I have become “that mom” who needs to make sure nothing has nuts—at birthday parties, restaurants, and friends’ houses, and when we are invited out for Shabbos meals. Not everyone is educated about the severity of this issue. Why should the average mother realize that a peanut allergy isn’t the same as a tree-nut allergy? Why would she know that not every child has the same severity of reaction—one child could present a few hives on her stomach after ingesting an almond; my child’s eyes might blow up to the point of closing and she will have extremely heavy breathing; while another child might, G‑d forbid, stop breathing on the spot.
I would not expect the average person to know how to use an EpiPen, but I wish it were more commonplace to be knowledgeable and respectful. Chances are extremely high that there is a kid with allergies, whether it be tomatoes, dairy, or a life-threatening peanut allergy, in your child’s class. I have seen the reactions. I have been in the hospital and have experienced what no parent should, but I have gotten many comments that I am “overreacting” or that we are the inconvenient cause of why your son can’t eat Bamba while playing with my daughter.
With my brother being allergic to nuts, seeds, and dairy, my mother would encounter many naysayers and those who would turn a shoulder when asked to make a necessary accommodation for him. It was always an inconvenience to the pizza store to use a clean knife to cut him a cheeseless slice, or for a restaurant waiter to investigate whether there is an allergen in a particular menu item, or his school having to go out of the way to buy pareve ice cream for the class “ice cream party” siyum. (This is not to say that there haven’t been greatly helpful individuals who go out of their way to help and accommodate.) While it is unfortunate that it is the norm, I feel fortunate that I won’t have to jump as many hurdles as my mom did, and have my daughter face as much embarrassment as my brother sometimes did, because of the recent rise in awareness.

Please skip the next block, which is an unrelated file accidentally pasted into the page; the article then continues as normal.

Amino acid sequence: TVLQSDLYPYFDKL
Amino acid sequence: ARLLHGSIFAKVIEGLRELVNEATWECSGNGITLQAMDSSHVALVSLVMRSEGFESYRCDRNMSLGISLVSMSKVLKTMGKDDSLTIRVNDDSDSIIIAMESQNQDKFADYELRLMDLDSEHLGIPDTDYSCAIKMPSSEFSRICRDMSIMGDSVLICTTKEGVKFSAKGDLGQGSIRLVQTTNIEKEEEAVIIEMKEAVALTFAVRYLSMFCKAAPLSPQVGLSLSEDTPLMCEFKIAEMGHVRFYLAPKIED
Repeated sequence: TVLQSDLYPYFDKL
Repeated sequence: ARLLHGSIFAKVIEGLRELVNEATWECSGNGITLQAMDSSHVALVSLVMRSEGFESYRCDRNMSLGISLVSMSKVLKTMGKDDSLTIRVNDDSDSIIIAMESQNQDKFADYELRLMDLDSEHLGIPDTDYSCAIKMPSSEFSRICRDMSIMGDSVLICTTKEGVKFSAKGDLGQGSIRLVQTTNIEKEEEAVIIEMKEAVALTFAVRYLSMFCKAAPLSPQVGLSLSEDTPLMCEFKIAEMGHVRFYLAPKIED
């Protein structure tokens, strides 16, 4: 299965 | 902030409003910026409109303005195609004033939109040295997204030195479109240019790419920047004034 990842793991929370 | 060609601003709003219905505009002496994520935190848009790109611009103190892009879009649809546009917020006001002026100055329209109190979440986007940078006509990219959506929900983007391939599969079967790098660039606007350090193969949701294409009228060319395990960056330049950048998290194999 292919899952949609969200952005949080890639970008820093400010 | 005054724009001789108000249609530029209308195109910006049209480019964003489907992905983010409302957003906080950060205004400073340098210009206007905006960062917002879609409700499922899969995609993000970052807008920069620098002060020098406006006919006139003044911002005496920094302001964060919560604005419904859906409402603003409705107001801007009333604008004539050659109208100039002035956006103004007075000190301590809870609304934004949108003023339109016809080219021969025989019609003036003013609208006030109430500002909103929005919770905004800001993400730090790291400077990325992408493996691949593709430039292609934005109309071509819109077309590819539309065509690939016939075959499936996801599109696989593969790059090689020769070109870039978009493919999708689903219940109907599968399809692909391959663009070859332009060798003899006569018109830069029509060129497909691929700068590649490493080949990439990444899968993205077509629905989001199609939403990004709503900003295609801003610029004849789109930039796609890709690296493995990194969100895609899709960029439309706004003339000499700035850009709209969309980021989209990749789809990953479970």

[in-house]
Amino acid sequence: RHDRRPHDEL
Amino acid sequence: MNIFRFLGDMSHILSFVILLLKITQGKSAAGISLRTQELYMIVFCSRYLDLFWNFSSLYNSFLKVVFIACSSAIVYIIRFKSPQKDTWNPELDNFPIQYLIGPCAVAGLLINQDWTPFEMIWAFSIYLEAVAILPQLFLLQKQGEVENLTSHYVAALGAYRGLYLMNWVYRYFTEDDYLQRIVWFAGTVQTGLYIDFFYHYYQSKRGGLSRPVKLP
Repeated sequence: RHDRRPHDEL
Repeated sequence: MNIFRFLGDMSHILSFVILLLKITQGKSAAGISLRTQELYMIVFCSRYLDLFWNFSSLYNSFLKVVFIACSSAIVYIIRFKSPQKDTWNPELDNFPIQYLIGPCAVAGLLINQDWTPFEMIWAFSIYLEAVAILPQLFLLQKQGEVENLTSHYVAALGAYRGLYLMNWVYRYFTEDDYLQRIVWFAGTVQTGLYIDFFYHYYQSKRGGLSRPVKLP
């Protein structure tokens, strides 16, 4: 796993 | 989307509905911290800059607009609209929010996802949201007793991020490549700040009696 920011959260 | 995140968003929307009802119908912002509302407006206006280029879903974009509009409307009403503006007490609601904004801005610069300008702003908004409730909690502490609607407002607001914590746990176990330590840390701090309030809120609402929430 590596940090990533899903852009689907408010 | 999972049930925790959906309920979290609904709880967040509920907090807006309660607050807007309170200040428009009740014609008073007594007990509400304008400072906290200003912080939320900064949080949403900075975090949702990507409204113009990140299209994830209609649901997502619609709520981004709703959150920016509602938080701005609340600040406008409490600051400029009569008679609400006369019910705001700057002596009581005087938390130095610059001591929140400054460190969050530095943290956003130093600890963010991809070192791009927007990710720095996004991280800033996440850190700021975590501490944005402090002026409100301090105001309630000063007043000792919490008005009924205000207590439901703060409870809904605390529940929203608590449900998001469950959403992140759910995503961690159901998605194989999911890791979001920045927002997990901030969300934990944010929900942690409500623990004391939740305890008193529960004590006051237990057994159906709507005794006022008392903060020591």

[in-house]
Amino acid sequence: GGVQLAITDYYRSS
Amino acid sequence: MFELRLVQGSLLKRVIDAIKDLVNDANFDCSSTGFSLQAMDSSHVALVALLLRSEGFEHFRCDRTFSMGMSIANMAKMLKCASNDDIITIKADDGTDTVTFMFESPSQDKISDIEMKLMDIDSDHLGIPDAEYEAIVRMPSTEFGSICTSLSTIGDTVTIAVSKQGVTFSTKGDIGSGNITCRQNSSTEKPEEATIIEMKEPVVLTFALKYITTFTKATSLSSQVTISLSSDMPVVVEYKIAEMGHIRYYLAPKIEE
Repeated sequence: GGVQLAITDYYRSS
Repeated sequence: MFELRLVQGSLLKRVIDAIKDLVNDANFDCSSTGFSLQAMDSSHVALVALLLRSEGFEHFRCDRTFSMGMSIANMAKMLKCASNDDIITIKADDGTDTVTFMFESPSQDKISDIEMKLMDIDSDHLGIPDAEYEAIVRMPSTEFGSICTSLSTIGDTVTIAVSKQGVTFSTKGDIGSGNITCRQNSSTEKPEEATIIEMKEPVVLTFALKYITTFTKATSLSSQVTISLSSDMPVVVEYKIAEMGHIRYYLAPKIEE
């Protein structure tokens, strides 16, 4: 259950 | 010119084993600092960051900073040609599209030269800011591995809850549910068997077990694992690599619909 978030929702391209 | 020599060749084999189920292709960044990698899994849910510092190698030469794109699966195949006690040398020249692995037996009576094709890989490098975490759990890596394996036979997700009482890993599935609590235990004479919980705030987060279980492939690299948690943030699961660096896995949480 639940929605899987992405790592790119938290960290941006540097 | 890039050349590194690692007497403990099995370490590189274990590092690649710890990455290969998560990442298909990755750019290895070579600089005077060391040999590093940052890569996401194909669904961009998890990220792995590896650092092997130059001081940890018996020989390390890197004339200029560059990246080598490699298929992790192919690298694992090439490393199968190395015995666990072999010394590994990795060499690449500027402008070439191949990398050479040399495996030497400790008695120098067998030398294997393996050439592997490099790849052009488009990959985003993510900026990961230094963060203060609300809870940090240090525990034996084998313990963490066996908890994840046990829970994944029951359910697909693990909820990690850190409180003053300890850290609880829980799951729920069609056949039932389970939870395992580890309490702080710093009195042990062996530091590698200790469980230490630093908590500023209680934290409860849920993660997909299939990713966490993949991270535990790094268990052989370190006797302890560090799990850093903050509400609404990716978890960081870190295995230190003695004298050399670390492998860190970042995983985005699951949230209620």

But there is still a huge amount of ignorance and a sense of inconvenience. A few months ago, my family went out for dinner, and the first thing my brother does is cover all his bases as far as what he can or cannot order. He is 19 now, and this is his normal. We proceeded to order an item after asking the waiter many times if it contains nuts or sesame. We were quickly told no, so we ordered it. When it came, right before we were about to dig in, for some reason my mother had the foresight to ask the manager, who had been near the table, if there was sesame in the item. Sesame seems like such a silly allergy—a massive allergic reaction can come from the tiniest seed? The manager profusely apologized and informed us that it was fried in sesame oil. Why did my mother think to ask for the fifth time, and why was the waiter so sure that it did not contain any sesame? Was he too lazy to take the time to go ask the chef?
On a different occasion, my brother ordered a slice of cheeseless pizza after making it clear he had an allergy to dairy, and when he received the slice, he noticed white dots in the sauce and asked the pizza man if he was sure it wasn’t dairy. The pizza man shrugged it off and said the sauce is made with Parmesan cheese. I am happy my daughter does not have a dairy allergy, which would open a wider range of restriction and struggle.